Jakarta, December 19, 2011 – The World Bank and Indonesia’s Ministry of Women's Empowerment and Child Protection are today co-hosting a national conference on gender inclusive development. The national conference highlights the key findings of the World Development Report 2012: Gender Equality and Development which notes that Indonesia – like most developing countries – has made important progress in improving health outcomes among women and girls. Indonesia has also managed to increase women’s access to education, finance and justice.
However, challenges remains. In terms of economic activity, for example, female-owned businesses in rural Indonesia are still less profitable than those owned by men. Education, ownership of assets, access to economic opportunities and opportunities to earn income are keys to improving women’s wellbeing and their families.
The Indonesian government is now working towards a more gender inclusive and equitable development, in line with Presidential Instruction No 3/2010 on Equitable Development. The inpres entails a cross-sectoral effort to ensure that women and men, boys and girls all have equal access and opportunities towards development processes and results.
"Many women now hold senior positions in the private sector. The women’s vote in politics has also gone up from 11.6 percent to 18 percent. However, there is still the perception that the male voice is still more superior and that females are not meant to be leaders,” says Linda Gumelar, Indonesia’s Minister for Women's Empowerment and Child Protection. “Women’s groups and other components of civil society need to make more concerted efforts to ensure that women and men are both equal players in development, and enjoy the benefits equally.”
“Gender equality in Indonesia has improved significantly over the last two decades. Female life expectancy is 73 – higher than the global average of 71. More women are becoming entrepreneurs thanks to innovative microcredit schemes. More women are also more aware of their legal rights thanks to paralegal training in villages,” says Stefan Koeberle, World Bank Country Director for Indonesia. “Nonetheless, there are areas for improvement such as in labor participation, maternal mortality, access to formal financial institutions and also development planning and budgeting. The World Bank has been working actively with the Indonesian government on programs to increase gender equality in some of these areas.”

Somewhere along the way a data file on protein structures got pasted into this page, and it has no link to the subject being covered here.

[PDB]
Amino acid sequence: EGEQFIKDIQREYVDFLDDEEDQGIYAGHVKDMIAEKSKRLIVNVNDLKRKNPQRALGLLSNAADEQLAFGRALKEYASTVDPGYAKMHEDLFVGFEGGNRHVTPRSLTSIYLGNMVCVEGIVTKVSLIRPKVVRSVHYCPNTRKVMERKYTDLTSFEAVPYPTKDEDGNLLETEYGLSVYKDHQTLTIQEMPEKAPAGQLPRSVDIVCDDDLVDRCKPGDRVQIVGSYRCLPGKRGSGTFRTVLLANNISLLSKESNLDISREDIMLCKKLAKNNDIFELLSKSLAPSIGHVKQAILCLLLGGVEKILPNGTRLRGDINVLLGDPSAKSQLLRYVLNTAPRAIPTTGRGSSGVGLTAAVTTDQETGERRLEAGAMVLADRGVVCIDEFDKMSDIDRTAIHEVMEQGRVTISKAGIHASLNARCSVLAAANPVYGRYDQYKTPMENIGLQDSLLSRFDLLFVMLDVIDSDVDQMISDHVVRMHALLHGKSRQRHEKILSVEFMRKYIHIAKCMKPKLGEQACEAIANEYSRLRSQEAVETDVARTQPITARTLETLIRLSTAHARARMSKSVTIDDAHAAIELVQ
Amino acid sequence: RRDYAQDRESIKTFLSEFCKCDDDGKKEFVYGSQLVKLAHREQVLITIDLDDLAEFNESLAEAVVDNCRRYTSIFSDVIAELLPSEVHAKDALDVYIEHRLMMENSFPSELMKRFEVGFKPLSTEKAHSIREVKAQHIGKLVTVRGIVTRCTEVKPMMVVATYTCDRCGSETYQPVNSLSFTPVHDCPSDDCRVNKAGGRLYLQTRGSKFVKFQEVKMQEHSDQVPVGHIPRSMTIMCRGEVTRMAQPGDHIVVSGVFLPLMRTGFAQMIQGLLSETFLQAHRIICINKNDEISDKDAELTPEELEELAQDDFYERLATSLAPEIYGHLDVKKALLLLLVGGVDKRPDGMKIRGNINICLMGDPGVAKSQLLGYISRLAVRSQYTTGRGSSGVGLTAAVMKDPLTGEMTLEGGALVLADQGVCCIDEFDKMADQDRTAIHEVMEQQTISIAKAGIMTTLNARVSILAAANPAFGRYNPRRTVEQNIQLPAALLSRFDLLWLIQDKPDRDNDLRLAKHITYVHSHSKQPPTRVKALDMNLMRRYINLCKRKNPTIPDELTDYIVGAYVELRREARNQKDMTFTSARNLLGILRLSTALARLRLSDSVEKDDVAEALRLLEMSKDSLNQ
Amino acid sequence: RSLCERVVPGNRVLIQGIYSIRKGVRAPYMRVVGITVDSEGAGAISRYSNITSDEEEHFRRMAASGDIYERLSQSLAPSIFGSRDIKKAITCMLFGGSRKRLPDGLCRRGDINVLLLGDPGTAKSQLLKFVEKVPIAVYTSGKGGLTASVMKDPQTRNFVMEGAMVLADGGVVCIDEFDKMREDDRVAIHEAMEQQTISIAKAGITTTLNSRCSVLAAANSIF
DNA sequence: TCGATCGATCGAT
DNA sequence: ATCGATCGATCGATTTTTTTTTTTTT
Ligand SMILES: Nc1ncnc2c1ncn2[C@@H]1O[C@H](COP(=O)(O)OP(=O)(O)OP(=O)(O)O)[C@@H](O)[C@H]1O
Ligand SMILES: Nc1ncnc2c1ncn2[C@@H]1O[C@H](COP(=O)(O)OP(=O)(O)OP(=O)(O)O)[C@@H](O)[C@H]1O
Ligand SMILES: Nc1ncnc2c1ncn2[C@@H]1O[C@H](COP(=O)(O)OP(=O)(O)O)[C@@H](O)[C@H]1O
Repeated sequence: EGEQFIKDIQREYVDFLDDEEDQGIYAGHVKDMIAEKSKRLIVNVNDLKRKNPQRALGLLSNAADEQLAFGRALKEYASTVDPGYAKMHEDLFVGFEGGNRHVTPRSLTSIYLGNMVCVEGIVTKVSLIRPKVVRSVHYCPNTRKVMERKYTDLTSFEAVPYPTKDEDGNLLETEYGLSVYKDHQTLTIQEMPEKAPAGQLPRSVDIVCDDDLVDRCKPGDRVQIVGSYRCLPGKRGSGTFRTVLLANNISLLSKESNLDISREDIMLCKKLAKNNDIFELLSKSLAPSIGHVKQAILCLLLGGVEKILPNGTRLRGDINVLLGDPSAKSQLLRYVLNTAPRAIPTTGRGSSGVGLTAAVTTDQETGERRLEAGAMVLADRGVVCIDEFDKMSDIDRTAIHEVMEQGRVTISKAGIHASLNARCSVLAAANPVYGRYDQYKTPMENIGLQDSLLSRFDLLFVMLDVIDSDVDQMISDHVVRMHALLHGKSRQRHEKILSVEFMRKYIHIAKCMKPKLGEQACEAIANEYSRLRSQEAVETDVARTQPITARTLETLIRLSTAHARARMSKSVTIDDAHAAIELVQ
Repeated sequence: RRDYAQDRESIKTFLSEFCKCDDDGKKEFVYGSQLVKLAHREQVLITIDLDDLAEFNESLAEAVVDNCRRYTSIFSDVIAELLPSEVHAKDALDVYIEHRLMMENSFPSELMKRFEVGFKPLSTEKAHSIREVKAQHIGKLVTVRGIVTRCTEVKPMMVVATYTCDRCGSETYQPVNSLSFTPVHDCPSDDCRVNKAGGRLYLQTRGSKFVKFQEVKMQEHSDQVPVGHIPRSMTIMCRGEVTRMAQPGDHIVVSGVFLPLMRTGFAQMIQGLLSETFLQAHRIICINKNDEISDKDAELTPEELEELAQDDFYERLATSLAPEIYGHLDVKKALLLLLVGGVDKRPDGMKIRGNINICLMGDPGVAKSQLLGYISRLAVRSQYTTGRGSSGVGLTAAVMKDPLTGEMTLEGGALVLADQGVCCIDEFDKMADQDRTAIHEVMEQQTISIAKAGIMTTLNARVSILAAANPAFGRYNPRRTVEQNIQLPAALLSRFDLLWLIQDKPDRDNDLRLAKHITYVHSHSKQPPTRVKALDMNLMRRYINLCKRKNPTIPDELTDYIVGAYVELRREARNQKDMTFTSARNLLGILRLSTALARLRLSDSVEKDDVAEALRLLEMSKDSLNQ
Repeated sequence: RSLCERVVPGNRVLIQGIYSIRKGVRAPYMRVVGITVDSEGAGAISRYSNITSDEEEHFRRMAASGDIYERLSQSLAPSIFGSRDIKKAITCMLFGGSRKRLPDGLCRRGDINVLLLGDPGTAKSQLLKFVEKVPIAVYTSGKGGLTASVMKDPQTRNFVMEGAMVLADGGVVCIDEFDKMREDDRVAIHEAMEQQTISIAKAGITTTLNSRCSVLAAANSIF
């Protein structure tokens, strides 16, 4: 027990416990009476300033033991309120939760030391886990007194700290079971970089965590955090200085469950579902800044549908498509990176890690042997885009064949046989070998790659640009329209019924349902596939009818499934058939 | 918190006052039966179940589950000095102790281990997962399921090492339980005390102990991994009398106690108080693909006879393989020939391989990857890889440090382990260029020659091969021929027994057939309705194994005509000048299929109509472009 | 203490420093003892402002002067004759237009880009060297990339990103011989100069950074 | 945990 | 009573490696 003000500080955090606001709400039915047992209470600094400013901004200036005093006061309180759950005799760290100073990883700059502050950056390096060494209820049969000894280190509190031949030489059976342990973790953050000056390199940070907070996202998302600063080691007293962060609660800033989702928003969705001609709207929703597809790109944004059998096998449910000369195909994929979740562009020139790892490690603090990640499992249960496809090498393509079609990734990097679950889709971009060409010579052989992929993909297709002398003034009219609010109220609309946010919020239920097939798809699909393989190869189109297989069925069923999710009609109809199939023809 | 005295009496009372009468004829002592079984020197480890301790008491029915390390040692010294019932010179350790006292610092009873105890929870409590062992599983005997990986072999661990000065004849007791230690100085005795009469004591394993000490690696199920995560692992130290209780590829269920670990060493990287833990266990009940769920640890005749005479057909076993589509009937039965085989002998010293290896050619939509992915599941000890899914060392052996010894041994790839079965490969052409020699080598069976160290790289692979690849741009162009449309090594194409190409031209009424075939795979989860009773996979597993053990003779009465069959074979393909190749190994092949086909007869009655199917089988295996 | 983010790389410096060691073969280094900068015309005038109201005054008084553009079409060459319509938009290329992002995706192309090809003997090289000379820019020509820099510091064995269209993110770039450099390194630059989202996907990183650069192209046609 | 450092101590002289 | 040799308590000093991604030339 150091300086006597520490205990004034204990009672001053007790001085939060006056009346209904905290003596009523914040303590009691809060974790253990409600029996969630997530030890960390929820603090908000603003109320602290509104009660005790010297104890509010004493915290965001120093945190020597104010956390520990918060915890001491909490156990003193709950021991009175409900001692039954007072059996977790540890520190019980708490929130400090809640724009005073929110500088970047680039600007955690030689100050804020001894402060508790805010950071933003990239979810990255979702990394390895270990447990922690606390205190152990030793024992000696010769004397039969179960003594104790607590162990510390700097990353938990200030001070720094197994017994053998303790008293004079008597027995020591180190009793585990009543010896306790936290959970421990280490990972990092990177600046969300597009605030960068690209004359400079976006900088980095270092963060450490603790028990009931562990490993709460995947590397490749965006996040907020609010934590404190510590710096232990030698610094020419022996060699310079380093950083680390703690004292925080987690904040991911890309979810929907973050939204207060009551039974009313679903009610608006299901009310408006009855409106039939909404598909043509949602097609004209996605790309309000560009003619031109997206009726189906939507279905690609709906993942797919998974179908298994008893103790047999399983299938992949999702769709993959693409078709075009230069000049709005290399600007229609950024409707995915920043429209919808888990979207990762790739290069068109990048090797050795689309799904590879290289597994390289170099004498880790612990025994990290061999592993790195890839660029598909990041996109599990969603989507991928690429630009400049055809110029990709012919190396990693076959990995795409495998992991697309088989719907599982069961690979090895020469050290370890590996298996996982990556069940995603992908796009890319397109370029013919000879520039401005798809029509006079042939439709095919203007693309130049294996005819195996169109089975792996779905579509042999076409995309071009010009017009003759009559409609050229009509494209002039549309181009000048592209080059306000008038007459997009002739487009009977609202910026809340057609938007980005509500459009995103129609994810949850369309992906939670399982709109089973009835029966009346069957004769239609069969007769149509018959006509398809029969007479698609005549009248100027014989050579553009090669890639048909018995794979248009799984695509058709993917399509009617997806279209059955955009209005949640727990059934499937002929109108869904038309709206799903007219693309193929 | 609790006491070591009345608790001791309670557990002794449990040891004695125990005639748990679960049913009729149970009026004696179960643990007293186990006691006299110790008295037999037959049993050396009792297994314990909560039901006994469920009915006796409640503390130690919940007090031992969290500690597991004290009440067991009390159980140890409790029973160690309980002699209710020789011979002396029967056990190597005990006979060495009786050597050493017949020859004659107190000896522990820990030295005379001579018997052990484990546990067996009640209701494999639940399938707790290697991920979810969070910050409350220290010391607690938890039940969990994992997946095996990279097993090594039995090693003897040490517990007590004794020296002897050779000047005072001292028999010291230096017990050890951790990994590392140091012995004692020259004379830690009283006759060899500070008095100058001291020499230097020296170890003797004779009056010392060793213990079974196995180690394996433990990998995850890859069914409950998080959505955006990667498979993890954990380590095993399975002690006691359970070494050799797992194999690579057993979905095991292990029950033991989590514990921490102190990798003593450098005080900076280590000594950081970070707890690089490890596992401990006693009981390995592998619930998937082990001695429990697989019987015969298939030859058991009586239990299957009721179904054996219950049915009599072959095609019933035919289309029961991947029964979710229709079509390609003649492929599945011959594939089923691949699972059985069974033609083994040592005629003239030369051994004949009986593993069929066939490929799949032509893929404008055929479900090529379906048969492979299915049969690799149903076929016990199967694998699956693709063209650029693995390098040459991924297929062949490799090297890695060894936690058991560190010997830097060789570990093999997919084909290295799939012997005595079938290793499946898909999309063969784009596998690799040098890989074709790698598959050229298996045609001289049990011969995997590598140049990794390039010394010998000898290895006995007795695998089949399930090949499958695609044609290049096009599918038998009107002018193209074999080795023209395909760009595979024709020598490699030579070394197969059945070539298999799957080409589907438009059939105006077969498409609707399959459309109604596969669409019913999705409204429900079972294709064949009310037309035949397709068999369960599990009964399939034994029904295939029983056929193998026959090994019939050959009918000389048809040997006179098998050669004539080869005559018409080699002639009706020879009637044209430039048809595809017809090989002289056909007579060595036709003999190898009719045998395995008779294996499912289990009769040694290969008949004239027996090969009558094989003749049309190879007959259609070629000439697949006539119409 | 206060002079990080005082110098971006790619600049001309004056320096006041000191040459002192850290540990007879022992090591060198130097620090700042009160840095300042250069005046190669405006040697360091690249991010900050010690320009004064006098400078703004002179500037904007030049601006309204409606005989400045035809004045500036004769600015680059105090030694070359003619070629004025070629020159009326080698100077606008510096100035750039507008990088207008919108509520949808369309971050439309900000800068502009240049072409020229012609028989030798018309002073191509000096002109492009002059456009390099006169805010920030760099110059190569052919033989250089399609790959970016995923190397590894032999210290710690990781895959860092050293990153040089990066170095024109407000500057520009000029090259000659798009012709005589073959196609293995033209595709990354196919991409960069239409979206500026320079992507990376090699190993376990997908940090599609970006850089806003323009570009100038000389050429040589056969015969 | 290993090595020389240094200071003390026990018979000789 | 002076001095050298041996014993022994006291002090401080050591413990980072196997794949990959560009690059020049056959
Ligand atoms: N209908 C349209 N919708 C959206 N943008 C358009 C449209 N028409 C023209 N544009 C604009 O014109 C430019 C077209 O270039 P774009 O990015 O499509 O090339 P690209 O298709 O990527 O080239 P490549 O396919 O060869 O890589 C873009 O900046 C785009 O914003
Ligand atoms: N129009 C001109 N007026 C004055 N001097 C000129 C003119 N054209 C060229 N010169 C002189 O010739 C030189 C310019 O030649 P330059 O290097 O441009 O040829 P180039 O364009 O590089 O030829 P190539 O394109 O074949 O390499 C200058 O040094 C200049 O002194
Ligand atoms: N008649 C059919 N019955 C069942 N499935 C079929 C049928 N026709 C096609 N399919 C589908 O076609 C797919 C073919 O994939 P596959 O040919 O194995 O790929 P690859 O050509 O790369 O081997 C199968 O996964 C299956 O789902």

“In the East Asia and Pacific region, there has been significant economic and social progress --including on gender equality, but more needs to be done,” says Sudhir Shetty, Co-Director of the World Development Report. “Evidence shows that promoting gender equality in economic opportunities promotes development. It helps raise income, promotes female empowerment and voice, and increases women’s access to political and legal institutions. Equalizing opportunity in economic participation could increase total growth in the region by 7 to 18 percent. This has large implications to poverty reduction. So, women’s economic empowerment is not only the right thing to do; it’s the smart thing to do.”
Over the past five years, the World Bank Group has provided $65 billion to support girls’ education, women’s health, and women’s access to credit, land, agricultural services, jobs, and infrastructure. Going forward, the World Bank Group will mainstream gender work and find other ways to move the agenda forward to capture the full potential of half the world’s population.